Power of Language

Language is so fascinating - it is one of the reasons I majored in English and why I loved critical theory. Most people don't think very deeply about how they use language and even how language uses them (read Life of Pi and come talk to me and I will show you how language used you :P). Back in my undergrad I took a class on madness in literature - it was one of the most interesting classes I took my entire undergrad career and I took a lot of classes. That class in combination with a class I took called the Philosophy of Language forever changed how I view language.

But I've been thinking about the power of language alot since I read an article yesterday - that illustrates very clearly the power language has and how it affects how we view, conceptualize and even ultimately FEEL about things. With all words, the society we live in tends to assign meaning to words - cat only means that smallish furry creature we call cat because our society has designated that words means cat. The animal itself is not an inherent part of that word. The difficulty with this is that when you assign or accept a societal definition of a word you accept all the meaning that has been assigned to that word. Take the word 'pure' for example as discussed in the above article - many of us have taken on the common definition that pure means without contamination and that once something is contaminated it cannot become uncontaminated. And because of the contamination the inherent value becomes less.

I know this mindset and acceptance of this definition persists in the LDS culture we live in when I worked and interacted with victims of rape in Utah County. Rape is still associated with a loss of chastity and a loss of chastity with contamination. This effects how people view victims of rape but also how rape victims feel about themselves - Elizabeth Smart talked about this how one of the reasons she didn't try to escape - she felt as if she were worthless now and that no one would want her anymore including her family and/or a future spouse. Imagine how debilitating that thought process is and how one of the foundational reasons is language and the accepted definitions we have for a word like 'pure.'

I also have thought about the words 'gay', 'lesbian' or 'same-sex-attraction' and the meaning and definition in the LDS culture specifically and the power those words have been given. One of the most interesting things I've thought alot about in regards to these words is how people have come to be defined mainly by what we term their sexual orientation. Suddenly that word is the biggest defining term about them? And in this I think 'attraction' is a word that should require a bit of examination as to what society has done with that word. The societal definition and meaning of 'attraction' has become almost entirely sexual - if I'm attracted to someone it means I'm attracted sexually. But there are many types of attraction and some have nothing to do with a sexual attraction. I think because of this alot of what is termed 'same-sex-attraction' has nothing to do with sex or sexuality.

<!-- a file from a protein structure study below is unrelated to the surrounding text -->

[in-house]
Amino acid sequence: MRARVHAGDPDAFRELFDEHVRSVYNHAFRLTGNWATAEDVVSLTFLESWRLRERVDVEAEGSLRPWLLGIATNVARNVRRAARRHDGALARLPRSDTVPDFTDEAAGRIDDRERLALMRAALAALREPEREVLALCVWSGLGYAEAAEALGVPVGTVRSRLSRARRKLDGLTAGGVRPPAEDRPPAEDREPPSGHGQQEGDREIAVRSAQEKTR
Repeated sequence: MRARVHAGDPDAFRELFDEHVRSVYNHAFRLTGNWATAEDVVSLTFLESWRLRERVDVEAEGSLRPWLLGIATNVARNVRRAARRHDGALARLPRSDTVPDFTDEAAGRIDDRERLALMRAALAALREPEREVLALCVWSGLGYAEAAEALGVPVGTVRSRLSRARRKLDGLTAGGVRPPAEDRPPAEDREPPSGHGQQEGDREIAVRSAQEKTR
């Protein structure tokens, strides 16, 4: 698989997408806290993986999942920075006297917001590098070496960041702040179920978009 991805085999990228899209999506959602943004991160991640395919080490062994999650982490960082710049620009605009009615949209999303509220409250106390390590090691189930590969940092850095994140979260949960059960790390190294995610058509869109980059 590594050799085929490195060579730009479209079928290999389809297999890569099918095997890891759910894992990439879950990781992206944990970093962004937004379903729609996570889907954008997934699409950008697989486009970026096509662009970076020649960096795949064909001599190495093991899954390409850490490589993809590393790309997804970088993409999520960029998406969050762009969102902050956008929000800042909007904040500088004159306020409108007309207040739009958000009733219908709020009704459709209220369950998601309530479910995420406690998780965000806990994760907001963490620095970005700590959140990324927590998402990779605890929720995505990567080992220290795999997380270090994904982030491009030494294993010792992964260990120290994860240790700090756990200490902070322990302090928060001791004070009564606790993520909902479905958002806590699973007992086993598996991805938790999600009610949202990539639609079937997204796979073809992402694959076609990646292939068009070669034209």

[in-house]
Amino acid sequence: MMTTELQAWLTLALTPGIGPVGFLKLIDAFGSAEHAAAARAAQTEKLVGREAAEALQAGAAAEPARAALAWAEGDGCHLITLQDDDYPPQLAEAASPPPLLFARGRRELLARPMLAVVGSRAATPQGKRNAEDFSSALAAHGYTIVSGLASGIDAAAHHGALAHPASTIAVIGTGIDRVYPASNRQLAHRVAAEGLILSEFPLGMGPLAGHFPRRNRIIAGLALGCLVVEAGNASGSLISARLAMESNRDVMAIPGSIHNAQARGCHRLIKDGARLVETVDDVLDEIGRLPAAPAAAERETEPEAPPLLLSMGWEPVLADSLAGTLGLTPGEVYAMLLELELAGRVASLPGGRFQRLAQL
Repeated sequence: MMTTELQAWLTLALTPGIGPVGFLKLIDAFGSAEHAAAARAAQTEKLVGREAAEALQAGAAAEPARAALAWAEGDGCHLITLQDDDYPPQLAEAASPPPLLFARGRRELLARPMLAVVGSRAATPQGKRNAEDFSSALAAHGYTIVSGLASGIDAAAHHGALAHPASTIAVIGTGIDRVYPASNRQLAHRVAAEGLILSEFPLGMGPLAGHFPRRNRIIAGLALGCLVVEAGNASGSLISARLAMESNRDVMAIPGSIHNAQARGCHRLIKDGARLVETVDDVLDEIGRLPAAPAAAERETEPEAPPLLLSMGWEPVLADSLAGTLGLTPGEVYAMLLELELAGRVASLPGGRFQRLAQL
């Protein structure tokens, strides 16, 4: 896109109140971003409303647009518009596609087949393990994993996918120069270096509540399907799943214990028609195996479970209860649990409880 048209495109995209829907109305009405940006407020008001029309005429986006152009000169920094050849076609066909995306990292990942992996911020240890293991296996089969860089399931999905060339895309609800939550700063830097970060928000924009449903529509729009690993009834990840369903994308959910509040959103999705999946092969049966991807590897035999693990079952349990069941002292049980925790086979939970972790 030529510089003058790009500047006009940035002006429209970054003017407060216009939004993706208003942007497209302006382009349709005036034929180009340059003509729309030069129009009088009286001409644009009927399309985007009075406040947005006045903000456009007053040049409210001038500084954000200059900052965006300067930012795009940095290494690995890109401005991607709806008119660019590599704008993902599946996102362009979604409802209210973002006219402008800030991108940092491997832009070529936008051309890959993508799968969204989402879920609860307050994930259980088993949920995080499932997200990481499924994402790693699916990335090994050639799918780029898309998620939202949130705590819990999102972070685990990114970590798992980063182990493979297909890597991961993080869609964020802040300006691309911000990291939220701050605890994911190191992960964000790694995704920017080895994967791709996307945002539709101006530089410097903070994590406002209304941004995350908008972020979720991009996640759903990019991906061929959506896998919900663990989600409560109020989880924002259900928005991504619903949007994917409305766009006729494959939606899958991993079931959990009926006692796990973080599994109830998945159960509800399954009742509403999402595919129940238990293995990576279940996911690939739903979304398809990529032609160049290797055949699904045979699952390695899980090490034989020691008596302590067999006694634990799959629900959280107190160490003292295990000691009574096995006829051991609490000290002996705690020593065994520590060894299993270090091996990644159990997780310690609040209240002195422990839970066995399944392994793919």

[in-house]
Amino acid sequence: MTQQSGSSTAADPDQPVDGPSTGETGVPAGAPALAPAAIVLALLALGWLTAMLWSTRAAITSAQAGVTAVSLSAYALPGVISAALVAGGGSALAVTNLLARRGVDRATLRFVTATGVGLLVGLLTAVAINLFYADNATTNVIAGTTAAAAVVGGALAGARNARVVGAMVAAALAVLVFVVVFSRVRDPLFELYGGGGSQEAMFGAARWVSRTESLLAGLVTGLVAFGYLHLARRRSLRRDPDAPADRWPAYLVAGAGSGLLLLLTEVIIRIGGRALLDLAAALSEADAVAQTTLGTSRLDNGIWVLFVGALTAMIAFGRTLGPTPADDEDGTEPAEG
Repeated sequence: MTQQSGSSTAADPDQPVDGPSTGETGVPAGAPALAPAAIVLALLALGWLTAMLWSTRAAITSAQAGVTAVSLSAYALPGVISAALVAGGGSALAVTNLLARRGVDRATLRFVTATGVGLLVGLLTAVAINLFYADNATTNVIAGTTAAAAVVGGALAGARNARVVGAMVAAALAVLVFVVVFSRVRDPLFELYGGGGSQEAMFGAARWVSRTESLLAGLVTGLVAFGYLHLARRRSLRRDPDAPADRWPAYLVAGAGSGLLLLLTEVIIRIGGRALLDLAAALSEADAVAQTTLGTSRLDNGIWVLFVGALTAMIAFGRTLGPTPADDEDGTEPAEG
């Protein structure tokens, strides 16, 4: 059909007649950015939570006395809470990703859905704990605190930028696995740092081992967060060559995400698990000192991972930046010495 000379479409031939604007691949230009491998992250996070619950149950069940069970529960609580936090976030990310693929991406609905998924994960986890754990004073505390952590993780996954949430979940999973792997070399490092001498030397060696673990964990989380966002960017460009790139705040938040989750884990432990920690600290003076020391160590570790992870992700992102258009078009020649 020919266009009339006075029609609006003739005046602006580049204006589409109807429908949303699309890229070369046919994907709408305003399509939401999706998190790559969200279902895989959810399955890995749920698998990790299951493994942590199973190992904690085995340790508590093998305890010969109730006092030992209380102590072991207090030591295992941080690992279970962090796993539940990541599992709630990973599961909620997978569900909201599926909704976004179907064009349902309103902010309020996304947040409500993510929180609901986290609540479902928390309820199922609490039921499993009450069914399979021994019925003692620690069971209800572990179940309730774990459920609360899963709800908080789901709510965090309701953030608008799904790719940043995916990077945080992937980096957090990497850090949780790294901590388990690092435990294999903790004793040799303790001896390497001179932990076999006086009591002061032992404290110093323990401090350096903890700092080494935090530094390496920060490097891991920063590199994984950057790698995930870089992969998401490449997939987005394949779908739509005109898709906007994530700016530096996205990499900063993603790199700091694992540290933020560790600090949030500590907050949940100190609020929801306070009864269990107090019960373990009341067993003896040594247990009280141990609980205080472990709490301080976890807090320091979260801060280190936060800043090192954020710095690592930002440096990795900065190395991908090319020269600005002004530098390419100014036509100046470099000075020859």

I personally am more attracted emotionally to women - and as some of you read that last line you probably feel a strong negative reaction. Why? Because most of us accept the definition for attraction means something sexual. However, attraction is a feeling of connection or being drawn to something or someone. So since I find it easy initially to connect with other women emotionally then I would feel a connection or be drawn to women emotionally before men. This shouldn't be surprising - it has been proven many times over that women need other women and that most often that is because of the ability of women to connect emotionally with other women. Men (for the most part) don't function the same emotionally as women.

It has often been a confusing journey to understand this about myself because of the definition and meaning that society has given the word 'attraction.' It has been forgotten or no longer considered that a big reason we build friendships or friendships happen with certain people and not others is because of attraction - we are attracted to some people or have a greater ability to connect with some people vs. others. This has been lost in the whole 'same-sex-attraction' definition.

One quick sidebar - that doesn't mean I'm ignoring or trying to marginalize in any way that there are numerous people of both genders that are attracted sexually to those of the same gender. I'm just stating that I think some of the time that isn't what is happening but people move that direction because they accept the overarching definition and meaning society has placed on that word.

Ultimately, one reasons I loved my English classes the focused on critical theory was because they focused on helping us to identify and understand that language is a structure and that as I said above - the meaning and definitions we accept for words affect how we think, respond and FEEL about situation we encounter and experience. There are numerous things in this world that could be changed for the positive if we examined, understood and worked to change what definitions we give power in our life.

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